physic-, physico-, physi-, physio-, phy-

(Greek: nature, natural, inborn [to make grow, to produce])

1. A description of nature or of natural phenomena or productions generally.
2. The study of physical features of the earth's surface.
3. Formerly, geomorphology.
4. The systematic description of nature in general.
The worship of the powers or agencies of nature; materialism in religion; nature worship.
1. Pertaining to physiology.
2. Pertaining to natural or normal functional processes in living organisms, as opposed to those that are pathological.
3. In a normal or natural state or quantity, as opposed to pharmacological.
1. Relating to the way that living things function, rather than to their shape or structure.
2. Being in accord with or characteristic of the normal functioning of a living organism.
3. Relating to physiology.
1. A natural philosopher; a naturalist who is engaged in the biological study of the functions of living organisms and their parts.
2. Someone who studies the functions of a living organism or any of its parts.
3. A biologist specializing in physiology.
1. To speculate in physiology or to make physiological investigations.
2. To speculate or reason on nature; to inquire into natural causes and phenomena.
Someone who is versed in animal (or vegetable) physiology; a student or teacher of the science of the functions and properties of organic bodies.
1. The branch of biology that deals with the internal workings of living things, including functions such as metabolism, respiration, and reproduction, rather than with their shape or structure.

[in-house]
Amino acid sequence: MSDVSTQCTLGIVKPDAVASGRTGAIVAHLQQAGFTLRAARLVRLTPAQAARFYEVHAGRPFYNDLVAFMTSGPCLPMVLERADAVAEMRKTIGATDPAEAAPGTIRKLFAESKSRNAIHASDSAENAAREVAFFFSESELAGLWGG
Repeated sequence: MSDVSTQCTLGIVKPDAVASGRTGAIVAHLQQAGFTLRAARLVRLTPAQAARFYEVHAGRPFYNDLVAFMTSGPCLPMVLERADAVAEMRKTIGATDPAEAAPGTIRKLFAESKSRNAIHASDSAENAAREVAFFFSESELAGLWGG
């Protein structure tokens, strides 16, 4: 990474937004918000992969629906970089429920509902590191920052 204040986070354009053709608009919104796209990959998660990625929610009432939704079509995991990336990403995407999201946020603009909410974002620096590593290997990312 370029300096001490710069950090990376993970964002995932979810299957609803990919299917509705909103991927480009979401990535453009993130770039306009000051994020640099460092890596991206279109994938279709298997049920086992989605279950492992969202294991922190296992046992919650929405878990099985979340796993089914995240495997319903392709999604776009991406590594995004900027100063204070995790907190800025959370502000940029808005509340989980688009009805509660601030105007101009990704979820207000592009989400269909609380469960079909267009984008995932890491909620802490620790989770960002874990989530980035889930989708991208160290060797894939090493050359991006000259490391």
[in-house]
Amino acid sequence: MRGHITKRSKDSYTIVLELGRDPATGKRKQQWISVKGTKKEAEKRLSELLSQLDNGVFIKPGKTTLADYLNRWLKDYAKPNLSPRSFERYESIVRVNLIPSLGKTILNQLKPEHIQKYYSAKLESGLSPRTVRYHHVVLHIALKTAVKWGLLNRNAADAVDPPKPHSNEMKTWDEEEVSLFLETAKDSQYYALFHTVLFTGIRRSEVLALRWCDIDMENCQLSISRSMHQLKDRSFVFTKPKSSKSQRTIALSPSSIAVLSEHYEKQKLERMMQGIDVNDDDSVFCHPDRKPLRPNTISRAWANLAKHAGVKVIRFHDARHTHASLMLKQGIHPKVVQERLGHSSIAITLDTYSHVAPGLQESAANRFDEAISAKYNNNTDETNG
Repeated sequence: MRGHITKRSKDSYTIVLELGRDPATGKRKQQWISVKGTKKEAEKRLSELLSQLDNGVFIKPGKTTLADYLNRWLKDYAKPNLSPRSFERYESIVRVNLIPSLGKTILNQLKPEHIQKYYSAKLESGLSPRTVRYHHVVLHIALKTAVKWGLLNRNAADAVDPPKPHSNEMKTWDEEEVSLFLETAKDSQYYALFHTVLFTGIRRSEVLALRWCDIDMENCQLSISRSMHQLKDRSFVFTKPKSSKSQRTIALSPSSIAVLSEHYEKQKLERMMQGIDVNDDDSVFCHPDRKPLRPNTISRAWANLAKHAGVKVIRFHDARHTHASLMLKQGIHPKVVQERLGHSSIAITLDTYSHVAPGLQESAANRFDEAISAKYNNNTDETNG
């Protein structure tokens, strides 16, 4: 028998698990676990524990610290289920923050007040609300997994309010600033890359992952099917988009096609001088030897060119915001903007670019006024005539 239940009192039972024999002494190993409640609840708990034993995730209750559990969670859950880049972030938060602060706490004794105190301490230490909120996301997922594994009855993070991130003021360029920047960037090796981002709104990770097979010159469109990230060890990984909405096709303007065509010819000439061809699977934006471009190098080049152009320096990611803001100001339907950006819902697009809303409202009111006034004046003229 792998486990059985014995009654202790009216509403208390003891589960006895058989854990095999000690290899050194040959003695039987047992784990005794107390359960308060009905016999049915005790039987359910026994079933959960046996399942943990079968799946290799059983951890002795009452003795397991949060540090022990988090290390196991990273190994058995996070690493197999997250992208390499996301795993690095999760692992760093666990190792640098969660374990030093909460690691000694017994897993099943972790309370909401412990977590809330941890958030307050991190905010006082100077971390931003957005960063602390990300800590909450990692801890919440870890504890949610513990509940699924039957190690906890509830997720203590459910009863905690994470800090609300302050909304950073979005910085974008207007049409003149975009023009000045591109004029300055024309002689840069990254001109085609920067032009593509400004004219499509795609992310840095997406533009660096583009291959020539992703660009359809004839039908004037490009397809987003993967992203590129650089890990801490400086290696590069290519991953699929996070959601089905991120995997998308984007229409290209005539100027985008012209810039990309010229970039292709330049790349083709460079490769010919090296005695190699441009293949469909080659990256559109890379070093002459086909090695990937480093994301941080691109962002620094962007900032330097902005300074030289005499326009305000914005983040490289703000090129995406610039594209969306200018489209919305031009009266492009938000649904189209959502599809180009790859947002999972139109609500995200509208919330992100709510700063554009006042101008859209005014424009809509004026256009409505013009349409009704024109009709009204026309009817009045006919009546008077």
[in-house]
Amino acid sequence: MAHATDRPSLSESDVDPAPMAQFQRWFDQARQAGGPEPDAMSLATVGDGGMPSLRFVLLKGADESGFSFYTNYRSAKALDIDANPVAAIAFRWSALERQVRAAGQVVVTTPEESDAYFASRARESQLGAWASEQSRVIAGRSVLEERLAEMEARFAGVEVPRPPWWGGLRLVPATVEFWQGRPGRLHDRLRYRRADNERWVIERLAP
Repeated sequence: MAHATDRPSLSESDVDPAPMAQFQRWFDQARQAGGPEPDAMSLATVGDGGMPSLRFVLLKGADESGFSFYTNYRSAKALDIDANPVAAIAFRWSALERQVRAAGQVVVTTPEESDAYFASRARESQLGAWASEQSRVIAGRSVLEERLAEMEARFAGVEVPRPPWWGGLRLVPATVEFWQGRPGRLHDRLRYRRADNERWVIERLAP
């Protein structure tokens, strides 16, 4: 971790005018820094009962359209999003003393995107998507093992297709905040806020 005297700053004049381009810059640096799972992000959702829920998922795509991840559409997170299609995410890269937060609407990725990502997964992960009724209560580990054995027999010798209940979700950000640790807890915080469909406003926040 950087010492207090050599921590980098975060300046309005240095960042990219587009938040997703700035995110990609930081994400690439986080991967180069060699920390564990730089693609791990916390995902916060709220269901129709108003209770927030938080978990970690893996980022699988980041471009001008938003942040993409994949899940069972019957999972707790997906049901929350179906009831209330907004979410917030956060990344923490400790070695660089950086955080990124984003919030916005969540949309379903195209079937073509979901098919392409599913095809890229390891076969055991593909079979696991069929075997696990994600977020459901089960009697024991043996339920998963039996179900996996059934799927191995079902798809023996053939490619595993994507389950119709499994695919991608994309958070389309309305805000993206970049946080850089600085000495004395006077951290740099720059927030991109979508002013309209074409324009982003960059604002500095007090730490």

2. The biological study of the functions of living organisms and their parts.
3. All the functions of a living organism or any of its parts.
4. The way a particular body or organism works.

This is a branch of medical science that deals with the healthy functions of different organs, and the changes that the whole body undergoes in the course of its activities.

The dissolution of tissue.
A system of medicine in which only harmless natural remedies are used.
1. Measurement of the physiological functions of the body.
2. The quantification of physiologic activity.
1. Neurosis characterized by hypochondriacal complaints or somatic manifestations held by Freud to be caused by sexual disturbances.
2. A neurosis based on emotional conflict in which an impulse that has been blocked seeks expression in a disguised response or symptom.
Denoting any functional nervous disorder that is not psychopathic in origin.
physiopathologic, physiopathological (adjective) (not comparable)
Pertaining to both physiology and pathology: The physiopathological branch of medicine or biology is mainly concerned with the research of altered bodily functions in illnesses or disorders.
physiopathology (s) (noun), physiopathologies (pl)
The branch of medicine that deals with how a disease disrupts normal body performances: Part of Mary's medical studies covered the area of physiopathology, the science dealing with the disturbances of bodily functions resulting from illnesses or disorders.